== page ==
On April 4, 2016, Defendant moved to suppress evidence obtained as a result of the illegal stop and subsequent warrantless search of his person. (Def.'s Mot. Suppress, DN 15). Following an evidentiary hearing, the Magistrate Judge found that facts supporting reasonable suspicion of wrongdoing did exist in order to support the legality of the seizure of Defendant. (Findings of Fact, Conclusions of Law & Recommendation, DN 25 [hereinafter “R&R”]). Defendant objects to the R&R's conclusion that reasonable suspicion existed for the warrantless seizure. (Def.'s Objs. to R. & R., DN 28 [hereinafter Def.'s Obj.]). This matter is ripe for adjudication.

         II. STANDARD OF REVIEW

         In United States v. Curtis, 237 F.3d 598 (6th Cir. 2001), the Sixth Circuit articulated the proper standard of review for objections to a ruling or recommendation by a magistrate judge, stating:

[Section] 636(b) creates two different standards of review for district courts when a magistrate court's finding is challenged in district court. A district court shall apply a “clearly erroneous or contrary to law” standard of review for the “nondispositive” preliminary measures of § 636(b)(1)(A). Conversely, “dispositive motions” excepted from § 636(b)(1)(A), such as motions for summary judgment or for the suppression of evidence, are governed by the de novo standard.

Id. at 603 (emphasis added) (citations omitted). Thus, the de novo standard applies to the present review.

         III. DISCUSSION

         In the R&R, the Magistrate Judge recommends that the motion to suppress be denied because reasonable suspicion existed to support the constitutionality of the warrantless seizure of the Defendant. The Magistrate Judge bases his finding of reasonable suspicion on the following facts: an observed hand-to-hand transaction between Defendant and Scott, the time of day, the presence of the suspicious activity in a high crime area, and the fact that Defendant would not comply with the officer's commands to remove his hand from his pocket. Defendant objects to the Magistrate's finding of reasonable suspicion. More specifically, Defendant notes that the Magistrate Judge incorrectly characterized the hand-to-hand transaction that the officers observed as a drug transaction and contests the characterization of the area as a high crime area. (Def.'s Obj. 1-3).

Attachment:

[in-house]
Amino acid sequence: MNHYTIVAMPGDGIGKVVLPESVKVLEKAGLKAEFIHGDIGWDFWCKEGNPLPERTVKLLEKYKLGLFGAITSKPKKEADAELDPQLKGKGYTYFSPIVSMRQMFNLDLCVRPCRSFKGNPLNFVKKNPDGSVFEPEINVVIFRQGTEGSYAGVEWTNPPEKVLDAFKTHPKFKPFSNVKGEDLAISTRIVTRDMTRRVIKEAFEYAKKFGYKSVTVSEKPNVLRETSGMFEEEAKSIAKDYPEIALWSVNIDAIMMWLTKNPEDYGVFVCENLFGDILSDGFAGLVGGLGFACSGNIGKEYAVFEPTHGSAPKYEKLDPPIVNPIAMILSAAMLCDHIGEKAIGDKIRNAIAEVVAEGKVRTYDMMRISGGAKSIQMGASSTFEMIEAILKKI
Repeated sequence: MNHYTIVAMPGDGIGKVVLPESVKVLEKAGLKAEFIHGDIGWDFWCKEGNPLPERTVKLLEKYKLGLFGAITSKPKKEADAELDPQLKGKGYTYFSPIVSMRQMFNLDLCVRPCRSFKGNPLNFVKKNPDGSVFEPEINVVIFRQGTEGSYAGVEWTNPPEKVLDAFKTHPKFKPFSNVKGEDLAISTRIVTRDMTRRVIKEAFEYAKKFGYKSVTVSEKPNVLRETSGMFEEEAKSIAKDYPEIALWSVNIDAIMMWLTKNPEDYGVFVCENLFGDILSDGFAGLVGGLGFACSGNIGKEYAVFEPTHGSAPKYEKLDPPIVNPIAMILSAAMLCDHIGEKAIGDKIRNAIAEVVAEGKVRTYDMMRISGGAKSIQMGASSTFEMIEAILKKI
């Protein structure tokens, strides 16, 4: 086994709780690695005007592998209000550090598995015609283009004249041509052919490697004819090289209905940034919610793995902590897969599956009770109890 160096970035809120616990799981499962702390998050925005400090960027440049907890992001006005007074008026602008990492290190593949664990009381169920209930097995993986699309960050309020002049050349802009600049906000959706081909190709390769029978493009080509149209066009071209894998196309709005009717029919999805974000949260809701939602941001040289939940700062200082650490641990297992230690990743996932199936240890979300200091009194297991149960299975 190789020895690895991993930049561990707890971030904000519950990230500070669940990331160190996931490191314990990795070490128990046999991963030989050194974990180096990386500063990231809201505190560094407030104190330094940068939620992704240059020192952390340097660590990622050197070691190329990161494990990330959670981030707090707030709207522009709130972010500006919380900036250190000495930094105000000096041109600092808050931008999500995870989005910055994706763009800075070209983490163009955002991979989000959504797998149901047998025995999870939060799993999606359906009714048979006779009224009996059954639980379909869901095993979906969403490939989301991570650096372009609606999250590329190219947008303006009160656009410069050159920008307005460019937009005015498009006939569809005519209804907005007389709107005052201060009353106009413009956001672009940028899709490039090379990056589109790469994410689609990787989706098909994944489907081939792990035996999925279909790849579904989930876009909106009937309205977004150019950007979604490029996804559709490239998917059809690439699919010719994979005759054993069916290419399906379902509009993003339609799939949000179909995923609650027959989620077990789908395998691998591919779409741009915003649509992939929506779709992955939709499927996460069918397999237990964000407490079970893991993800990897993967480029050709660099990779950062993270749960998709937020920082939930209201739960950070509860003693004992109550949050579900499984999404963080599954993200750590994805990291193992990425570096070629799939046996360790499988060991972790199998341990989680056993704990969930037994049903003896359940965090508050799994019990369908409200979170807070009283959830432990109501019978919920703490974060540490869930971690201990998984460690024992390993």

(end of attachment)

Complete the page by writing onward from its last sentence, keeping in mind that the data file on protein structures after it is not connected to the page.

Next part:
In accordance with Terry v. Ohio, 392 U.S. 1 (1968), a warrantless stop for questioning is reasonable if “specific and articulable facts which, taken together with rational inferences from those facts, reasonably warrant that intrusion . . . .” United States v. Vite-Espinoza, 342 F.3d 462, 466 (6th Cir. 2003) (quoting Terry, 392 U.S. at 21-22). Thus, for the Terry stop of Defendant to be lawful, the law enforcement officers must have a reasonable suspicion of criminal activity at the time when the police car parked behind the vehicle in which Defendant was riding. See United States v. Jones, 673 F.3d 497, 501 (6th Cir. 2012) (noting that reasonable suspicion is to be determined at the time of the seizure).[1] The fundamental inquiry when analyzing the constitutionality of a Terry stop is whether officers “have a particularized and objective basis for suspecting the particular person stopped of criminal activity.” United States v. Cortez, 449 U.S. 411, 417-18 (1981). Assessing whether an officer possesses particularized, objective suspicion requires a two-fold analysis. Id. at 418. First, a court “must look at the ‘totality of the circumstances' of [the] case . . . .” United States v. Arvizu, 534 U.S. 266, 273 (2002) (quoting Cortez, 449 U.S. at 417-18). Under this “totality of the circumstances” rubric, officers may “draw on their own experiences and specialized training to make inferences from and deductions about the cumulative information available to them that ‘might well elude an untrained person.'” Unit ...